A small, local charity operation is about to make a big splash in Baltimore LGBT nightlife. This spring, D4AC (Dance for a Cause) kicks off its third annual fundraiser with a number of notable upgrades, including expansion to a three-day weekend event, robust entertainment lineup, and a more ambitious fundraising goal of $10,000 (proceeds go to Chase Brexton and Baltimore AIDS Walk & Run).
D4AC began as a modest passion project. Its founders, Aaron Lorance and Ryan Walter (aka DJ Ryan Doubleyou), never expected to grow so much so fast. And yet, as sponsorship and popularity continue to build, their faith in the compassion and generosity of the local LGBT community has turned out to be right on the money.
“One thing Ryan and I believed from the very beginning was that people really do want to help make a difference in the lives of people struggling with HIV/AIDS,” Lorance said. “As it turns out, we were right. The level of participation in these events, and the contributions we’ve been able to raise from both local business and individuals, is just astounding.”
The organization is run by Lorance, Walter, and a small handful of devoted friends on a strictly voluntary basis.
“We’re 100% non-profit,” Walter said. “We have no budget of our own. No office. We don’t even have business cards. D4AC succeeds because of two critical components: our passion, and the businesses and organizations who support us. And that’s how it should be.”
The abrupt closing of G*A*Y nightclub, and an unexpected calendar move for Cherry DC that caused D4AC to reschedule its event to avoid competing with the vastly larger Cherry, complicated the already mammoth task of organizing such a large production with so few hands.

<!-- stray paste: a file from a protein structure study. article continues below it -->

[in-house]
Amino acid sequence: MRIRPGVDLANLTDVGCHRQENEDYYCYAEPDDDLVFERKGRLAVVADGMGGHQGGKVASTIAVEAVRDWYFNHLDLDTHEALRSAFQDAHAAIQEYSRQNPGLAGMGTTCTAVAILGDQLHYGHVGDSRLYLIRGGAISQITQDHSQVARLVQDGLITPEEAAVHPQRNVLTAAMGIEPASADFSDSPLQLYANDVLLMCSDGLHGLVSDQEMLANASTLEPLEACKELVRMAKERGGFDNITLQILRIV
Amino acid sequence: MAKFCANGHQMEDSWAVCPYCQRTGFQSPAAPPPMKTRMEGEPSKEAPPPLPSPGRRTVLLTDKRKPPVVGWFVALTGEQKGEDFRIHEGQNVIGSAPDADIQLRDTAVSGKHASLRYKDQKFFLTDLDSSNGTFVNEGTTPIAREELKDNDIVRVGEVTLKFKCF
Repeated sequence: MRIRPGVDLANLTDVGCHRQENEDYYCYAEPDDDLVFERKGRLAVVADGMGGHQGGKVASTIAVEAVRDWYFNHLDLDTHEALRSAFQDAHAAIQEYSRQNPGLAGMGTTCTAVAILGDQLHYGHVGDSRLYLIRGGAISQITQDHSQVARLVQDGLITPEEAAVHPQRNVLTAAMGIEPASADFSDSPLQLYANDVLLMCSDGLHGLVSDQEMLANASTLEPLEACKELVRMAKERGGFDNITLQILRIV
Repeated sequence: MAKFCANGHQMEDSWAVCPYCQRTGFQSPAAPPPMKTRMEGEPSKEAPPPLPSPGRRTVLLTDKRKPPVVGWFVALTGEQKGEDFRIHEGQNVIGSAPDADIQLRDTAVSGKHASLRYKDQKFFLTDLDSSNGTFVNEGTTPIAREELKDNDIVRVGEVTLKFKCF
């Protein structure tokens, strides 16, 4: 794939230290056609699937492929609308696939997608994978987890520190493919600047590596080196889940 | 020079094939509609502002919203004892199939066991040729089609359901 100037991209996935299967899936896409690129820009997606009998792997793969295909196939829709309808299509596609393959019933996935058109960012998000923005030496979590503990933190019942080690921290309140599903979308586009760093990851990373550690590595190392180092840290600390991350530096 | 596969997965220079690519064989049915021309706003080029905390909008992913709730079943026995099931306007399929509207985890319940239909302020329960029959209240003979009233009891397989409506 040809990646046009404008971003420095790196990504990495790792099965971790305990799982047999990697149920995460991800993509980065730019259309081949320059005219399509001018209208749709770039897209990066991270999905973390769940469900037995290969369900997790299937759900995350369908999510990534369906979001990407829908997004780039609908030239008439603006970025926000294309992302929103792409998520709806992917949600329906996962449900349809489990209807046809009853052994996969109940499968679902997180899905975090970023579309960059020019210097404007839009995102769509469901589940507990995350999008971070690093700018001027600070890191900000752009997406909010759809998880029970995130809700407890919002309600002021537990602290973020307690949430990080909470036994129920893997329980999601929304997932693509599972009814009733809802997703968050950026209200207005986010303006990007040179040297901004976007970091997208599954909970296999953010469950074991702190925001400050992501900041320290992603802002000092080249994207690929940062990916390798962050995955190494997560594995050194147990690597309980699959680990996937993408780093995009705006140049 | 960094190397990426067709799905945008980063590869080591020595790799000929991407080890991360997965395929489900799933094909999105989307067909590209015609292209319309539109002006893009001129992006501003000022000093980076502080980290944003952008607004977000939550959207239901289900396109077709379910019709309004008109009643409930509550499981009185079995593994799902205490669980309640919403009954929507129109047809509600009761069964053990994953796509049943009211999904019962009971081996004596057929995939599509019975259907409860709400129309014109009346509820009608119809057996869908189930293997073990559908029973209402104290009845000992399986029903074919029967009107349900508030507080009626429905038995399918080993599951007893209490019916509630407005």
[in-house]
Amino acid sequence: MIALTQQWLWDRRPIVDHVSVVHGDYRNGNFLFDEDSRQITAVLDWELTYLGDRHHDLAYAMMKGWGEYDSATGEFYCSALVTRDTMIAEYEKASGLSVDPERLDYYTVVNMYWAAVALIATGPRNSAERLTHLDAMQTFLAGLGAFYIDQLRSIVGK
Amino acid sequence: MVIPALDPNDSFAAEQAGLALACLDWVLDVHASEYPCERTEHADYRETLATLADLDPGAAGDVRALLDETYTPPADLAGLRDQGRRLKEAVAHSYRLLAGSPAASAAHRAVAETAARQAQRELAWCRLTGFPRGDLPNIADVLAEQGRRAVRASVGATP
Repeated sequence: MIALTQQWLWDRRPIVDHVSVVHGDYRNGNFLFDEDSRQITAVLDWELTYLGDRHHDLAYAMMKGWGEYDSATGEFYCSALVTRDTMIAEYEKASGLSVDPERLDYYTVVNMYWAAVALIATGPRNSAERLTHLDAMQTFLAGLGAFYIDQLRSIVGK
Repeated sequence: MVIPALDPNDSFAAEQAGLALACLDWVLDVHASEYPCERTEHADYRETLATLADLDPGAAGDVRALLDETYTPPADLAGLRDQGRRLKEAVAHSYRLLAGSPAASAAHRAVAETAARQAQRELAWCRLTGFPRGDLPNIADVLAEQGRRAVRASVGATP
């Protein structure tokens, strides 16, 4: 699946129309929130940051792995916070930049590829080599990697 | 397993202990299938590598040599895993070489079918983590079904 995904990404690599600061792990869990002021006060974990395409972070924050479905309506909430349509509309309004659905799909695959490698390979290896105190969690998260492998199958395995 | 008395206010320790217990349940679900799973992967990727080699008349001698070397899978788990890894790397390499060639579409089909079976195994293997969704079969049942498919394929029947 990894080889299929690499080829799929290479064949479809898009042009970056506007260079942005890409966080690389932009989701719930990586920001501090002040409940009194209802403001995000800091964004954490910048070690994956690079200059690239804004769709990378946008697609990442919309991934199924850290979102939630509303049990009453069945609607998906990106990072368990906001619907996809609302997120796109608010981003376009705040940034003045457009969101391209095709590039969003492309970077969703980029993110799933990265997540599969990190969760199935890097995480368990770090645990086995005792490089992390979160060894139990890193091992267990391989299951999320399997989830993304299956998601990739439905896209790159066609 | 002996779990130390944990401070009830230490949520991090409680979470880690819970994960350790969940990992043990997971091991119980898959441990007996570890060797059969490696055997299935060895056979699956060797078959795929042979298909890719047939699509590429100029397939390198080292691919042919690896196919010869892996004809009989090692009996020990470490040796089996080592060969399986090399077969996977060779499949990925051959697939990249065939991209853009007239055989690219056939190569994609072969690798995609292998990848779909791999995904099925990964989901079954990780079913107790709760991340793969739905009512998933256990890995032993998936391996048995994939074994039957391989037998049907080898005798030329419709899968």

The setbacks only strengthened their resolve. Lorance claims that, although his organization is small, it has quickly earned the trust of the community. That trust, he says, is the foundation of any successful fundraising apparatus.
“People need to know their donation is going where they think it’s going. By partnering with Chase Brexton and Baltimore AIDS Walk & Run, we can ensure transparency and accountability.”
This year’s event – “Incognito” – explores the theme of disguise, anonymity, and alter-egos. Lorance said the inspiration came from a reflection on LGBT history.
“We knew we wanted to do a masquerade, but we wanted it to be interesting, relevant, and meaningful.”
The answer, Lorance said, was in our shared history.
“My generation grew up in a very different world. HIV / AIDS was literally killing our community, and the media, our government – we had no representation. To the vast majority of Americans, we didn’t exist. We were shadows. In a sense, we had to wear masks in the world, to disguise who we were.
“And so, we gathered in the clubs, because that’s where we could be ourselves, bear our grief, find acceptance. That heritage is hard to look back on, but it’s important to remember what we’ve overcome. Our victories have made us strong. ‘Incognito’ celebrates our heritage and examines it through the lens of identity. It’ll be interesting to see how people interpret that.”
The event is a mashup of a masquerade ball, superhero cosplay, fetish-gear, and perhaps unsurprisingly, Madonna. The promo, Lorance says, is a throwback to early 90s Madonna, which saw the legendary gay icon at the height of her provocative powers.
“The Erotica album and Sex book,” Lorance said, “which inspired the ‘Incognito’ promo, really captured the historical and cultural moment we’re reflecting on. [Madonna] was one of a small handful of celebrities advocating for LGBT rights and HIV / AIDS awareness. Today, thankfully, there are many more.”
D4AC Incognito runs April 20th to 22nd, featuring an opening night party at Baltimore Eagle, “Heroics” superhero cosplay dance party on Saturday night (Eagle) – and a sexier, after-hours romp “Masked4Masc” (Factory17) – before rounding out the weekend with a closing party on Sunday afternoon (Eagle). Ticket pre-sale begins February 1st via D4ACEvents.com.
Bryan Castille is a writer and graphic designer living and working in St. Louis, Missouri.